Let’s say that you have issues with certain people in your community – people who are different from you in some way. It happens often enough. Maybe you struggle to understand a people who come from a different race, a different culture or background. Maybe it is because they are new to your place and don’t understand you or people like you. That is understandable. It is a thing that happens often enough in this world and that we all have to work through from time to time. I don’t necessarily see a problem with that, if you are working on it.
But what if, instead of working towards greater understanding, you just decide that it is you against them (whoever they are). And, what’s more, you decide that God is on your side against them. Suddenly, because you have adopted this mode of speaking, understanding has become impossible. Do you know what you have done? You have just taken the powerful name of God and applied it to an empty thing. You have taken the name of the Lord thy God in vain.
In fact, if you reject anybody, it doesn’t matter who they are, who is simply being the person that God created them to be, who is just trying to be true to themselves even though that may be uncomfortable to you, what have you done? Were they not created in the image of God just as you were? If you are denying who they are, are you not also denying the image of God within them? And if you are doing that, aren’t you taking the name of the Lord thy God in vain?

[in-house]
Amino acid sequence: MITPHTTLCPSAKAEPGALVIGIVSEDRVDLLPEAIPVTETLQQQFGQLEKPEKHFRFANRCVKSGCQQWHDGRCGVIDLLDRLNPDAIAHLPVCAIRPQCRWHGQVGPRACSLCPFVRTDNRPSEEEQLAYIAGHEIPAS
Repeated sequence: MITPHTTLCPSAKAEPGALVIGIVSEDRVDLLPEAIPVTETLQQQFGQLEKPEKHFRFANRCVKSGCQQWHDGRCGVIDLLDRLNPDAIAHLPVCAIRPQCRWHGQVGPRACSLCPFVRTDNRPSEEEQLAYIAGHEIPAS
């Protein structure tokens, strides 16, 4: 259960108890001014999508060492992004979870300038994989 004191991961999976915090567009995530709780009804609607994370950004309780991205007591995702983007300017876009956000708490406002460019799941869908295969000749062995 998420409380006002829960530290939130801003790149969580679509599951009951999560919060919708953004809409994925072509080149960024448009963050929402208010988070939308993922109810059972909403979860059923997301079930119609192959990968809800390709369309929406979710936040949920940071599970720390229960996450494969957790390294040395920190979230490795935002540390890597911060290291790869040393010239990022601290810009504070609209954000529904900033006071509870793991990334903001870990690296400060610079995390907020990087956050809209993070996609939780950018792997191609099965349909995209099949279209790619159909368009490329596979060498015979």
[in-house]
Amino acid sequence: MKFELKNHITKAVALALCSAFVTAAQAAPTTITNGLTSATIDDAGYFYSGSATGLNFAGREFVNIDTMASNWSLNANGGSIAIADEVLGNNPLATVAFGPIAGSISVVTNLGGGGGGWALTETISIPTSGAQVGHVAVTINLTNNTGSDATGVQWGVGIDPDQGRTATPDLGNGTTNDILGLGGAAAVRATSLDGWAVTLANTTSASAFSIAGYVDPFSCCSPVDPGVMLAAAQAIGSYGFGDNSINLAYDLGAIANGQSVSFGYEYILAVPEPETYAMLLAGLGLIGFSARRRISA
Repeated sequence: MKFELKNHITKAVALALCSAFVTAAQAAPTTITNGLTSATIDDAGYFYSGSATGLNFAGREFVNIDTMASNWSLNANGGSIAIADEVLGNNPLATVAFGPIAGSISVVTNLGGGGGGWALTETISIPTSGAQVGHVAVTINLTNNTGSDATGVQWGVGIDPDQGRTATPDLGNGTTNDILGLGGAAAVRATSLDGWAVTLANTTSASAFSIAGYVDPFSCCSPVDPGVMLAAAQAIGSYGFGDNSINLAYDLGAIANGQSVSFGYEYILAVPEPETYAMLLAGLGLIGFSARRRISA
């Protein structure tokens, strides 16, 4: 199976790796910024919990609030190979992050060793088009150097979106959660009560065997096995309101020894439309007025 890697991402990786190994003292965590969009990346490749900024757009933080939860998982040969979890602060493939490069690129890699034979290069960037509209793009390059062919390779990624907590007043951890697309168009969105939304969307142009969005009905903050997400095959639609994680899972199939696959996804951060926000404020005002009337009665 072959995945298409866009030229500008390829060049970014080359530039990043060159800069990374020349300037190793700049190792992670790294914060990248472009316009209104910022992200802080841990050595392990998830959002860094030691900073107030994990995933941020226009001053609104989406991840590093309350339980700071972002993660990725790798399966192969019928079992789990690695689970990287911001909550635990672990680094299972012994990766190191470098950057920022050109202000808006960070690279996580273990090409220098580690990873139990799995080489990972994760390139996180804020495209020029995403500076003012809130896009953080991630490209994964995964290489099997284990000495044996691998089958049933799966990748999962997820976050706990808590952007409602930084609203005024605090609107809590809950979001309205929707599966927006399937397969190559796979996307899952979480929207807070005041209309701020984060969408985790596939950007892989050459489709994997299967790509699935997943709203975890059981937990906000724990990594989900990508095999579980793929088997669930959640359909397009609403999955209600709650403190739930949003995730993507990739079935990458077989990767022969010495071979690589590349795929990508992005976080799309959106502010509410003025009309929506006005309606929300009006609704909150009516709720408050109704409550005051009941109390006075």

If you use God and the name of God, to accomplish something that serves yourself above all else, if you use that name to convince people to hate others and go to war against them, if you use the name of God to demonize people just because you don’t see things like they do, are you not taking the name of the Lord thy God in vain?
If you say “God bless my country” to the exclusion of all others, if you demand that God make your team win the game, if you proclaim that God is on your side, are you not making your country, your team and your side to be the master over your God? Are you not taking the name of the Lord thy God in vain?
What we say matters. The ancient Israelites certainly got that right. You can do more harm with a few misplaced words than you can do without just about anything. This powerful commandment could go a long way towards teaching us to be cautious about using the name of God to achieve our own goals, gain our own power or to bring other groups or individuals down.What do we do with this commandment? Traditionally we just use it to police polite language. I am not so sure that the great Lawgiver would be impressed with how we use it. If we really took the application of this commandment to heart, I believe it would lead us to a new concern for how use our language about God for good and not for ill in this world.
#TodaysTweetableTruth Taking the name of the Lord thy God in vain: about outlawing bad words or how we use God to achieve selfcentred goals?